Development of the Migration

Spawning usually occur in the warmer waters of Mexico and the Mediterranean for Atlantic bluefin tuna, with females having the ability to lay up to 30 million eggs. The bluefin tuna begin to develop within 2-3 days and begin to feed. As colder months approach, the tunas move to colder waters to begin feeding . These fish once again return later in their lives to spawn in Mexico and the Mediterranean.  (Teo et al.) The bluefin tuna begins to migrate at around one to two years, as demonstrated by Kitagawa et al 2009. These tuna crossed the nothern Pacific, traveling 8,000 km, possibly for food.

Development of Endothermy and Heat Retention

Kubo has suggested bluefin tuna are able to produce more heat as they get older, possibly due to increased muscle mass. He showed showed that fish with a fork length (fork length is defined from mouth of fish to split in tail) less than 20 cm cannot maintain a red-muscle temperature above ambient temperature of the water while a bluefin tuna larger than 20 cm can. He suggested that endothermy can be first evidenced between 17-18 cm in juvenile bluefin tuna. Kubo also demonstrated that the body heat transfer coefficent, or the rate at which the fish can heat itself, dropped as the tuna grew larger. (Kubo et al. 2008) Kitagawa suggests that the tuna gradually change their thermoconservation ability in their body as they grow because the peritoneal cavity becomes thicker with growth. Increased "thermal ineritia" results in greater insulation and better temperature stability. Even though this does increase the change of overheating, Kitagwa concludes that because ambient temperatures are cool enough, these fish are able to swim actively in colder temperatures. (Kitagawa et al. 2006)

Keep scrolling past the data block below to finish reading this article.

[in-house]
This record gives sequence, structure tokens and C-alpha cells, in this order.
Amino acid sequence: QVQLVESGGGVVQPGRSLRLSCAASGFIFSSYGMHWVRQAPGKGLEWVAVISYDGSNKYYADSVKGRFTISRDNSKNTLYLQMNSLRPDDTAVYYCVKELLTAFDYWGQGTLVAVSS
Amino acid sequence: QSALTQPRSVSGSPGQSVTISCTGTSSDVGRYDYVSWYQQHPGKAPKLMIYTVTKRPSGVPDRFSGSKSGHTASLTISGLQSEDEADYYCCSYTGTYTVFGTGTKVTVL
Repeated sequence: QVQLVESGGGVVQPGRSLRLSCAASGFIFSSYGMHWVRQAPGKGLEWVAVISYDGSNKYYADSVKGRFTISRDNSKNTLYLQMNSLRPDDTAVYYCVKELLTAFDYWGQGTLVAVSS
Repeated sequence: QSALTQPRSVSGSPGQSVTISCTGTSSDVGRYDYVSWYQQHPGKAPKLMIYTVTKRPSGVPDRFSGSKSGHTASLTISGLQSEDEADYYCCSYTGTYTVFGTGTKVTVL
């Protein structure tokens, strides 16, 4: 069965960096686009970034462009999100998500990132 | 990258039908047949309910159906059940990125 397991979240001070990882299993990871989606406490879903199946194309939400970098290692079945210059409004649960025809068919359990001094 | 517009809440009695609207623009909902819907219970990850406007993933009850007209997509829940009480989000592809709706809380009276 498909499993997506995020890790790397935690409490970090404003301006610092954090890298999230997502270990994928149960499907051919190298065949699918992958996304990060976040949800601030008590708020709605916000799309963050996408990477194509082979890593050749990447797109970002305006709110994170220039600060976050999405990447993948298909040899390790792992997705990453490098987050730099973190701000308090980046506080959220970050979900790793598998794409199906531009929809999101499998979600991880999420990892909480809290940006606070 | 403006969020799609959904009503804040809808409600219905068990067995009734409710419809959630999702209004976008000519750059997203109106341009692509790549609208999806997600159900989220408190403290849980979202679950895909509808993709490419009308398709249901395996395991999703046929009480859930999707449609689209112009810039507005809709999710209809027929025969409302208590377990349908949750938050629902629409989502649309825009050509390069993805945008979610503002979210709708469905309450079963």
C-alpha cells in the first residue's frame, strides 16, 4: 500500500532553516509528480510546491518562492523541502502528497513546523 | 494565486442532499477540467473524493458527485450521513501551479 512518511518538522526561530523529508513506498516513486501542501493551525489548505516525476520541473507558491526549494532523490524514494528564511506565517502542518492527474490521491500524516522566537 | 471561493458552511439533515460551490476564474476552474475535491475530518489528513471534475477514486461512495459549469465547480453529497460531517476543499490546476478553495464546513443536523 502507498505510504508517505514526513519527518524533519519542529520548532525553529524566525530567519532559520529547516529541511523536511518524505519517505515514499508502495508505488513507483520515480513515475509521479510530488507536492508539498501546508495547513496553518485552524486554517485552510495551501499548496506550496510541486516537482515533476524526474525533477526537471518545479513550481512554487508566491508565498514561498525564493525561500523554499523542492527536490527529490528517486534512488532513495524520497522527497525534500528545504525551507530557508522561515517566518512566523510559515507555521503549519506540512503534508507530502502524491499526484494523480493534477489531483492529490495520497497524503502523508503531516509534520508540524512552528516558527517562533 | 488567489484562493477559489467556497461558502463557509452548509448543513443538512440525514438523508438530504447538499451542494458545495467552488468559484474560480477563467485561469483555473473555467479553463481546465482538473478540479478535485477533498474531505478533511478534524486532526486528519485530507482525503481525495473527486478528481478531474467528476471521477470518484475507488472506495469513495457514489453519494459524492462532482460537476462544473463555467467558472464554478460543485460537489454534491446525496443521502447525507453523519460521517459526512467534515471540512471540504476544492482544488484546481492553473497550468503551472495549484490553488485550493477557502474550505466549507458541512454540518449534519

Heat relationships

Figure 2. Chart (a) shows the relationship between fork length (measure from the stout to the middle of the forked tail) and body heat transfer coefficient. Chart (b) shows relationship between thermal difference of the ambient water and the fish's own body heat and the fork length of the fish. (Kubo et al. 2008)